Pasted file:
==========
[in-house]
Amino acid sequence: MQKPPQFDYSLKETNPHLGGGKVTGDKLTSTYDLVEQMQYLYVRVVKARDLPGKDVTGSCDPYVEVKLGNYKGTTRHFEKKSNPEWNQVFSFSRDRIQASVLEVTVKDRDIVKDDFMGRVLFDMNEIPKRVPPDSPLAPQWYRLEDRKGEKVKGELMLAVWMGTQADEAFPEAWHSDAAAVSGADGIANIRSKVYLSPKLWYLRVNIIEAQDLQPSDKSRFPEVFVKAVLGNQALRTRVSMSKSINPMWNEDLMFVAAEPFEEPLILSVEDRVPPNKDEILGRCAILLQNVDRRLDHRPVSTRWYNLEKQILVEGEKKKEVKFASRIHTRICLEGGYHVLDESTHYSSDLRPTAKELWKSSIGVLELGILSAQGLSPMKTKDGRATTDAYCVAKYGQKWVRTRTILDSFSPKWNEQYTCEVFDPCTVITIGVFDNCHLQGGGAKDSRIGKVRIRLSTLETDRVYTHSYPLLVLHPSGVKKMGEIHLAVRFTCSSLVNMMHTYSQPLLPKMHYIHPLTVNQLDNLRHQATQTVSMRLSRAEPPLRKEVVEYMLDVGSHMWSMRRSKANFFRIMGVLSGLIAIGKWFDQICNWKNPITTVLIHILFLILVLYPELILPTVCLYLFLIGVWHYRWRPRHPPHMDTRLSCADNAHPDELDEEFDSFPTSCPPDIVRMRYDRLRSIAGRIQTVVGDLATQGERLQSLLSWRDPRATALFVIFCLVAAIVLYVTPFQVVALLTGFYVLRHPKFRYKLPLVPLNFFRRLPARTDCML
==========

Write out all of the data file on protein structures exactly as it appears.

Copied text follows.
[in-house]
Amino acid sequence: MQKPPQFDYSLKETNPHLGGGKVTGDKLTSTYDLVEQMQYLYVRVVKARDLPGKDVTGSCDPYVEVKLGNYKGTTRHFEKKSNPEWNQVFSFSRDRIQASVLEVTVKDRDIVKDDFMGRVLFDMNEIPKRVPPDSPLAPQWYRLEDRKGEKVKGELMLAVWMGTQADEAFPEAWHSDAAAVSGADGIANIRSKVYLSPKLWYLRVNIIEAQDLQPSDKSRFPEVFVKAVLGNQALRTRVSMSKSINPMWNEDLMFVAAEPFEEPLILSVEDRVPPNKDEILGRCAILLQNVDRRLDHRPVSTRWYNLEKQILVEGEKKKEVKFASRIHTRICLEGGYHVLDESTHYSSDLRPTAKELWKSSIGVLELGILSAQGLSPMKTKDGRATTDAYCVAKYGQKWVRTRTILDSFSPKWNEQYTCEVFDPCTVITIGVFDNCHLQGGGAKDSRIGKVRIRLSTLETDRVYTHSYPLLVLHPSGVKKMGEIHLAVRFTCSSLVNMMHTYSQPLLPKMHYIHPLTVNQLDNLRHQATQTVSMRLSRAEPPLRKEVVEYMLDVGSHMWSMRRSKANFFRIMGVLSGLIAIGKWFDQICNWKNPITTVLIHILFLILVLYPELILPTVCLYLFLIGVWHYRWRPRHPPHMDTRLSCADNAHPDELDEEFDSFPTSCPPDIVRMRYDRLRSIAGRIQTVVGDLATQGERLQSLLSWRDPRATALFVIFCLVAAIVLYVTPFQVVALLTGFYVLRHPKFRYKLPLVPLNFFRRLPARTDCML